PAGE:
Students role play proper greetings and etiquette in formal and informal work and social situations. Students compare and contrast introductions and conversational conventions in their native country and in the United States by writing an essay.
Students discuss basic interpersonal communication with coworkers and new vocabulary words. They role play new situations and then play a cooperation and positive attitude in the work place game.
Eleventh graders practice asking for directions in Spanish. They review vocabulary words and read a dialog in their Spanish book. Given a scenario and a map, they practice asking and giving directions to specified locations.
Students demonstrate how to say no to gambling. In this addiction prevention lesson, students define gambling and categories of gamblers, then practice saying no to gambling. Then, students work in small groups to role-play a gambling scenario for the class.
Students investigate the typical French Middle School student to find out more information about a typical day at school. The day is compared to a day in the life of an American in middle school. The exercise increases cultural awareness as well as communication skills.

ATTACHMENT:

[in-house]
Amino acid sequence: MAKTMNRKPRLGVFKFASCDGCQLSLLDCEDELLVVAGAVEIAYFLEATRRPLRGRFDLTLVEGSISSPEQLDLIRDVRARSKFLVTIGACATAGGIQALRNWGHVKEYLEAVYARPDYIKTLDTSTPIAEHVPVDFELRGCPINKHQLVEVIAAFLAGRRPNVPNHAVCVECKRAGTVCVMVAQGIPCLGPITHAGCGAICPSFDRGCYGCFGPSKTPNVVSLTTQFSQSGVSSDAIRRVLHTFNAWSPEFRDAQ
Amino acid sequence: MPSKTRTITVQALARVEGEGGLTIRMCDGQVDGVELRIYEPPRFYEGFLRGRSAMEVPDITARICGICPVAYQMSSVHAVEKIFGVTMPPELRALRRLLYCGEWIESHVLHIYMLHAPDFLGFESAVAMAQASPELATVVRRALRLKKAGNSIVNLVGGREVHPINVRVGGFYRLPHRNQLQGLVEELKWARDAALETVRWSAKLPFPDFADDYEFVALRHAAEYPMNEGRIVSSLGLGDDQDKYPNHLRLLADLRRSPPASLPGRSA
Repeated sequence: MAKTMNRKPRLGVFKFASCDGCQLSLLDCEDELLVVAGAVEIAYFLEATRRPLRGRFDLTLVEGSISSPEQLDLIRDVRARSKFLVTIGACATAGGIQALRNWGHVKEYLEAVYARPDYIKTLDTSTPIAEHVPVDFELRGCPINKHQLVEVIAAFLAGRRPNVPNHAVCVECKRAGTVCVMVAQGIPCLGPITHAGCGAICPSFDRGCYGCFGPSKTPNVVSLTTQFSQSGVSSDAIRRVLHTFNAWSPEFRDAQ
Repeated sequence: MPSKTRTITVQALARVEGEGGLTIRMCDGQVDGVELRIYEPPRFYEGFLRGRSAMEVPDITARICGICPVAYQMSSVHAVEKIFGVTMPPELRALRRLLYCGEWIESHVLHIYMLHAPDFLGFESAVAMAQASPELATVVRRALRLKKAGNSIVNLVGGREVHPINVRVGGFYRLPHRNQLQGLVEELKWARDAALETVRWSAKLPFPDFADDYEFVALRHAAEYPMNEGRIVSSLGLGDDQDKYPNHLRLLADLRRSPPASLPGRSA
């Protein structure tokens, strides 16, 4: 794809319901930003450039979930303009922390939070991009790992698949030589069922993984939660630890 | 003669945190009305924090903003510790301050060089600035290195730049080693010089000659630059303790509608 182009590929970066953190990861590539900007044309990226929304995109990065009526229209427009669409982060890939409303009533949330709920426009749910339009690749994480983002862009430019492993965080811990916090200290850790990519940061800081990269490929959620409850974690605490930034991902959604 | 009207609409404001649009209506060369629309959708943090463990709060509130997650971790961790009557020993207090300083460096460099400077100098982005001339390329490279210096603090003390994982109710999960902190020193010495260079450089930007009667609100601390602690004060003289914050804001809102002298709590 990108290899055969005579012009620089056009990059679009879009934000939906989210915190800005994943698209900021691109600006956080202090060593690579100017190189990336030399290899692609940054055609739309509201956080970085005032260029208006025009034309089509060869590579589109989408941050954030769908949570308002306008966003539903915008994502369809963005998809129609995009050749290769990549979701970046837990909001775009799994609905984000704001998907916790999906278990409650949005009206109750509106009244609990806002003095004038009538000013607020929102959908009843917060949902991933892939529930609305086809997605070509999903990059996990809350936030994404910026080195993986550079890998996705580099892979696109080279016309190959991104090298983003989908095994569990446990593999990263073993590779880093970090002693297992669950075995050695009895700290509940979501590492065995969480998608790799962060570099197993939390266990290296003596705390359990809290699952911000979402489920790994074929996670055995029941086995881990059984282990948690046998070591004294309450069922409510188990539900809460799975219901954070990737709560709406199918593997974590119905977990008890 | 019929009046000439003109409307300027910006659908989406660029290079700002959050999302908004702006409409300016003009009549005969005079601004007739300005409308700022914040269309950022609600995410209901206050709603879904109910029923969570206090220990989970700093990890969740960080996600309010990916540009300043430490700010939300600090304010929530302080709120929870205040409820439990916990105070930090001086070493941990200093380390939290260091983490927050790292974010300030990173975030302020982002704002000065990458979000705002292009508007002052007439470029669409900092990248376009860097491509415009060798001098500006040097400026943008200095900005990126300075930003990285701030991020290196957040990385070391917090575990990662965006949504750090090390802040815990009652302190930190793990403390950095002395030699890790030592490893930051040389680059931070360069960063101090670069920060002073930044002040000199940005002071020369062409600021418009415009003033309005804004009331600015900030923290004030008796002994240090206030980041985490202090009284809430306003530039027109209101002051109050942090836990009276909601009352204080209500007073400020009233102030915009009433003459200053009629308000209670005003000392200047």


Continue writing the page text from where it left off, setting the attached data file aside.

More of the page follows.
Students, after reviewing a variety of vocabulary terms, examine how interpersonal communication effects cultures everywhere. They analyze how to respond and give polite expressions to others in conversations.
Students discuss the different components of culture. For this values lesson, students create a new language that their group must be able to speak. They share what they have learned from this experience.
Students explore various ways to express likes, dislikes, feelings, and emotions when communicating between people. They model these ways via pictures of food, weather, music, sports, cars, etc.
Students, after reviewing daily the vocabulary words on the board, practice using appropriate greetings during introductions and farewells. They stress grammatical emphasis on subject pronouns with each greeting. In addition, they realize that making a good first impression is vital.